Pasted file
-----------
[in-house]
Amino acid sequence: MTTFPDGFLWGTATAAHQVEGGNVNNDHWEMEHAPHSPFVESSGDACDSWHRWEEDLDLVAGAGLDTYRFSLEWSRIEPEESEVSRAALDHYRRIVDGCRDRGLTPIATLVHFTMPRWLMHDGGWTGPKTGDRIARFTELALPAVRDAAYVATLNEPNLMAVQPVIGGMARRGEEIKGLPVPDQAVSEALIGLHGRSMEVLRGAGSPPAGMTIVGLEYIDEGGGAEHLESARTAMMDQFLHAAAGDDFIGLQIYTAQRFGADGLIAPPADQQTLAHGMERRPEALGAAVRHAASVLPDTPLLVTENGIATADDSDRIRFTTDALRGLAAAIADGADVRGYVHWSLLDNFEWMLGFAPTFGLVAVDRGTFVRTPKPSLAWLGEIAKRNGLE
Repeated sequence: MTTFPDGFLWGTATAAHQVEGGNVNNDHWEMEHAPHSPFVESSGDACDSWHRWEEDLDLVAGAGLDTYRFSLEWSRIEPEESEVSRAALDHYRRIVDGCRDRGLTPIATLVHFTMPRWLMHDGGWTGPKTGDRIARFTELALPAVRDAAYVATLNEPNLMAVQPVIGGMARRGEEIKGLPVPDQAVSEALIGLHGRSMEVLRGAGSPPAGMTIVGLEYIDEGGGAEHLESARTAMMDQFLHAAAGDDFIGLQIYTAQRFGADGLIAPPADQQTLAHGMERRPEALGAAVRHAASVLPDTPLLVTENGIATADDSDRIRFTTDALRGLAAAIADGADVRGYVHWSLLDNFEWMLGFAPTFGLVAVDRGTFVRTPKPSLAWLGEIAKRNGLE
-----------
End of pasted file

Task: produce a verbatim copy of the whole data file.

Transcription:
[in-house]
Amino acid sequence: MTTFPDGFLWGTATAAHQVEGGNVNNDHWEMEHAPHSPFVESSGDACDSWHRWEEDLDLVAGAGLDTYRFSLEWSRIEPEESEVSRAALDHYRRIVDGCRDRGLTPIATLVHFTMPRWLMHDGGWTGPKTGDRIARFTELALPAVRDAAYVATLNEPNLMAVQPVIGGMARRGEEIKGLPVPDQAVSEALIGLHGRSMEVLRGAGSPPAGMTIVGLEYIDEGGGAEHLESARTAMMDQFLHAAAGDDFIGLQIYTAQRFGADGLIAPPADQQTLAHGMERRPEALGAAVRHAASVLPDTPLLVTENGIATADDSDRIRFTTDALRGLAAAIADGADVRGYVHWSLLDNFEWMLGFAPTFGLVAVDRGTFVRTPKPSLAWLGEIAKRNGLE
Repeated sequence: MTTFPDGFLWGTATAAHQVEGGNVNNDHWEMEHAPHSPFVESSGDACDSWHRWEEDLDLVAGAGLDTYRFSLEWSRIEPEESEVSRAALDHYRRIVDGCRDRGLTPIATLVHFTMPRWLMHDGGWTGPKTGDRIARFTELALPAVRDAAYVATLNEPNLMAVQPVIGGMARRGEEIKGLPVPDQAVSEALIGLHGRSMEVLRGAGSPPAGMTIVGLEYIDEGGGAEHLESARTAMMDQFLHAAAGDDFIGLQIYTAQRFGADGLIAPPADQQTLAHGMERRPEALGAAVRHAASVLPDTPLLVTENGIATADDSDRIRFTTDALRGLAAAIADGADVRGYVHWSLLDNFEWMLGFAPTFGLVAVDRGTFVRTPKPSLAWLGEIAKRNGLE